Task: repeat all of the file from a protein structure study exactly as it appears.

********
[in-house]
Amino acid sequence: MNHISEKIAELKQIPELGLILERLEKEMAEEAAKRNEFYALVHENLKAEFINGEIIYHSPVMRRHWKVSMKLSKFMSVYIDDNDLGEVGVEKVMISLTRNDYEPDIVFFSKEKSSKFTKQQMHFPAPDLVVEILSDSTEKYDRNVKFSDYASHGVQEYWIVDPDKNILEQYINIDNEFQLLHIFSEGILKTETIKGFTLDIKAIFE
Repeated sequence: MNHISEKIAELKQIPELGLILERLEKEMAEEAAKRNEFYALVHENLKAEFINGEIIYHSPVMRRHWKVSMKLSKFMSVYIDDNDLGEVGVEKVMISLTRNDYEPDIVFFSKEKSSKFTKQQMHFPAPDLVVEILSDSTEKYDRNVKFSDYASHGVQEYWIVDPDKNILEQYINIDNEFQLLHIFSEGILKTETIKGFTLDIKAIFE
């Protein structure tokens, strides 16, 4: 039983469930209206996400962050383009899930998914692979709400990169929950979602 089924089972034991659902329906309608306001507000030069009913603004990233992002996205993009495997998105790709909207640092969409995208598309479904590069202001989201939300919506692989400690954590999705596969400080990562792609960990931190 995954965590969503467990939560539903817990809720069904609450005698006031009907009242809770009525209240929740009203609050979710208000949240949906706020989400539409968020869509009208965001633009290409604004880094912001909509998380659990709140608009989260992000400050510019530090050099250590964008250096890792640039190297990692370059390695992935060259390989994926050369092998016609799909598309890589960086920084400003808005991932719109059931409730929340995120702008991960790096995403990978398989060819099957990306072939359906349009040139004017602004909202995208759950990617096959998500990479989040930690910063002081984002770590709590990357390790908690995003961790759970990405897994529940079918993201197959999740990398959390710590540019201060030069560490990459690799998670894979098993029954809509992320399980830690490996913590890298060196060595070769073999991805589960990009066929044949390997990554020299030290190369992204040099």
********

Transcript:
[in-house]
Amino acid sequence: MNHISEKIAELKQIPELGLILERLEKEMAEEAAKRNEFYALVHENLKAEFINGEIIYHSPVMRRHWKVSMKLSKFMSVYIDDNDLGEVGVEKVMISLTRNDYEPDIVFFSKEKSSKFTKQQMHFPAPDLVVEILSDSTEKYDRNVKFSDYASHGVQEYWIVDPDKNILEQYINIDNEFQLLHIFSEGILKTETIKGFTLDIKAIFE
Repeated sequence: MNHISEKIAELKQIPELGLILERLEKEMAEEAAKRNEFYALVHENLKAEFINGEIIYHSPVMRRHWKVSMKLSKFMSVYIDDNDLGEVGVEKVMISLTRNDYEPDIVFFSKEKSSKFTKQQMHFPAPDLVVEILSDSTEKYDRNVKFSDYASHGVQEYWIVDPDKNILEQYINIDNEFQLLHIFSEGILKTETIKGFTLDIKAIFE
């Protein structure tokens, strides 16, 4: 039983469930209206996400962050383009899930998914692979709400990169929950979602 089924089972034991659902329906309608306001507000030069009913603004990233992002996205993009495997998105790709909207640092969409995208598309479904590069202001989201939300919506692989400690954590999705596969400080990562792609960990931190 995954965590969503467990939560539903817990809720069904609450005698006031009907009242809770009525209240929740009203609050979710208000949240949906706020989400539409968020869509009208965001633009290409604004880094912001909509998380659990709140608009989260992000400050510019530090050099250590964008250096890792640039190297990692370059390695992935060259390989994926050369092998016609799909598309890589960086920084400003808005991932719109059931409730929340995120702008991960790096995403990978398989060819099957990306072939359906349009040139004017602004909202995208759950990617096959998500990479989040930690910063002081984002770590709590990357390790908690995003961790759970990405897994529940079918993201197959999740990398959390710590540019201060030069560490990459690799998670894979098993029954809509992320399980830690490996913590890298060196060595070769073999991805589960990009066929044949390997990554020299030290190369992204040099």